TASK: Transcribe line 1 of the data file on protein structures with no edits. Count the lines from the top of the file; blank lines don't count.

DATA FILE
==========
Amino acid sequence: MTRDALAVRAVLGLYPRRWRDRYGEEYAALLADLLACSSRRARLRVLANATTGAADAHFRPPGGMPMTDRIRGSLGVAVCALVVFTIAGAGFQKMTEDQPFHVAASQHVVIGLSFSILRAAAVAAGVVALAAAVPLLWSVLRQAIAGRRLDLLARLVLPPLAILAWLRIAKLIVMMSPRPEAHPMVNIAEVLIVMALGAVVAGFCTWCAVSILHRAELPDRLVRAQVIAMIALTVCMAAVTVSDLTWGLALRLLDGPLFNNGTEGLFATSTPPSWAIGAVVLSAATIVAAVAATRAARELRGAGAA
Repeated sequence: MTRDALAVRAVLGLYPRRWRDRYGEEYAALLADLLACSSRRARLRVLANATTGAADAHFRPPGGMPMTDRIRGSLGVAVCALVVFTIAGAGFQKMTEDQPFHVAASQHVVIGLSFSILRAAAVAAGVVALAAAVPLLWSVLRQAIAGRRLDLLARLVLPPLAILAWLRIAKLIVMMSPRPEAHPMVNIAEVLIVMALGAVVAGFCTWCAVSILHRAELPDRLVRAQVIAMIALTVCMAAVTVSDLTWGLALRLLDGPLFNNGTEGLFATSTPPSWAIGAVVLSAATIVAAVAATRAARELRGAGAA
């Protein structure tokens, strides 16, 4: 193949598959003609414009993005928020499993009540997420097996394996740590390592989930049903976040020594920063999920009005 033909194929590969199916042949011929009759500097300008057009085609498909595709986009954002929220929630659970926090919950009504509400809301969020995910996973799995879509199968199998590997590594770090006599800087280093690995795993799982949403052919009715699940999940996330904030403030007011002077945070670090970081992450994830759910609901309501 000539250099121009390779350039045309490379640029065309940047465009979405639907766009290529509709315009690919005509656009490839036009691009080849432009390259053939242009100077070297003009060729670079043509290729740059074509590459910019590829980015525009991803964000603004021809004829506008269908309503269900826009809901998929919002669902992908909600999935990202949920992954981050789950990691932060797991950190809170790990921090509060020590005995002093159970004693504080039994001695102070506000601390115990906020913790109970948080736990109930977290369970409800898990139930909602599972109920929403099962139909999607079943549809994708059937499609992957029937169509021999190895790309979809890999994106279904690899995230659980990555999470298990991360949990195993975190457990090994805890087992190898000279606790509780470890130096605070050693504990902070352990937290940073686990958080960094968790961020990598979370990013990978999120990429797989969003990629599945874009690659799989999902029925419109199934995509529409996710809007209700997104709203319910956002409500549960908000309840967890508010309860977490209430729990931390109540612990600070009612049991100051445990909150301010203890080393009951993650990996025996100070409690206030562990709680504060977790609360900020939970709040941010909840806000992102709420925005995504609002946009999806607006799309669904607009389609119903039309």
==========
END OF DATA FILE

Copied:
Amino acid sequence: MTRDALAVRAVLGLYPRRWRDRYGEEYAALLADLLACSSRRARLRVLANATTGAADAHFRPPGGMPMTDRIRGSLGVAVCALVVFTIAGAGFQKMTEDQPFHVAASQHVVIGLSFSILRAAAVAAGVVALAAAVPLLWSVLRQAIAGRRLDLLARLVLPPLAILAWLRIAKLIVMMSPRPEAHPMVNIAEVLIVMALGAVVAGFCTWCAVSILHRAELPDRLVRAQVIAMIALTVCMAAVTVSDLTWGLALRLLDGPLFNNGTEGLFATSTPPSWAIGAVVLSAATIVAAVAATRAARELRGAGAA